Agencies MUST submit documentation, for requests based on a severe recruiting difficulty, which describes:
    • A statement confirming that the person whom the agency wishes to employ is not currently a Federal employee, i.e., is already a Federal annuitant;
    • A statement that the annuitant whom the agency wishes to reemploy will not accept the offer without a waiver;
    • The name of the individual for whom the waiver is being requested;
    • The appointing authority the agency intends to use to reemploy the annuitant.;
    • The position to which the agency intends to reemploy the annuitant;
    • The length of the agency's recruiting efforts;
    • The breadth of the agency's recruiting efforts;
    • The results of the agency's recruiting efforts; and
    • Any other factors (e.g., unusual qualification requirements or working conditions) which demonstrate that a legitimate recruiting need cannot be met without the requested waiver.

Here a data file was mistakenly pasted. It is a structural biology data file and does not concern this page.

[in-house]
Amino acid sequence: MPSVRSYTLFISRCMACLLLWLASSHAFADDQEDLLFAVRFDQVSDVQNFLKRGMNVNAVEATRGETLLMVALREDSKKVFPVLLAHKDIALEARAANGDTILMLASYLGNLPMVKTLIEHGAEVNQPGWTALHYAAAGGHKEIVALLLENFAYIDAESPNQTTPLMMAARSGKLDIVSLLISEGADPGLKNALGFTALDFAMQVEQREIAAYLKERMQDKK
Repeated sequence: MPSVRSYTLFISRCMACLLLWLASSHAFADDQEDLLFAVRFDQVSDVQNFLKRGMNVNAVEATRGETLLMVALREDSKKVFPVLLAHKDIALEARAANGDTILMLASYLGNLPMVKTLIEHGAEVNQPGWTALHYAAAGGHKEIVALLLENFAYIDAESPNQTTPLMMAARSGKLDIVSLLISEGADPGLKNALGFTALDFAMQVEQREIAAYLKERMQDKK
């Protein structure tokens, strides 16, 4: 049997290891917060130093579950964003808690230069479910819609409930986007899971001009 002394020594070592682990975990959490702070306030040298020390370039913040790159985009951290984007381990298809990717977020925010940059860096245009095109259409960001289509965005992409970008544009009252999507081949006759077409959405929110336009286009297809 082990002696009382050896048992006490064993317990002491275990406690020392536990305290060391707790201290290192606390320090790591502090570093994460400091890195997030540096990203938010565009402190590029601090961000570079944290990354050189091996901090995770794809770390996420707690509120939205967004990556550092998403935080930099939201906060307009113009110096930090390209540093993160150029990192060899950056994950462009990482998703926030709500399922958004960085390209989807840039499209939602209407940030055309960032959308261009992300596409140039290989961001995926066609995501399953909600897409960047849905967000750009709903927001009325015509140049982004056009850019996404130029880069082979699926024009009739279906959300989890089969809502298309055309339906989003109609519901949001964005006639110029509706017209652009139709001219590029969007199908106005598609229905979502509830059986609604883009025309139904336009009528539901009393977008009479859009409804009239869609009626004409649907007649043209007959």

Agency requests should contain the specific dates during which vacancy announcements were open; the number of applicants for each vacancy announcement advertised; the number of applicants referred to the selecting official; and an explanation as to why none of these candidates was selected.

Need to Retain a Particular Individual

  • May OPM approve waivers under the "need to retain" criteria for individuals who no longer work for the requesting agency? (READ MORE)
    No. OPM cannot grant waivers under "need to retain" for individuals who are no longer on the agency's rolls.
  • May OPM approve waivers under the "need to retain" category to retain an individual to perform all of the duties of the position he or she held prior to retirement? (READ MORE)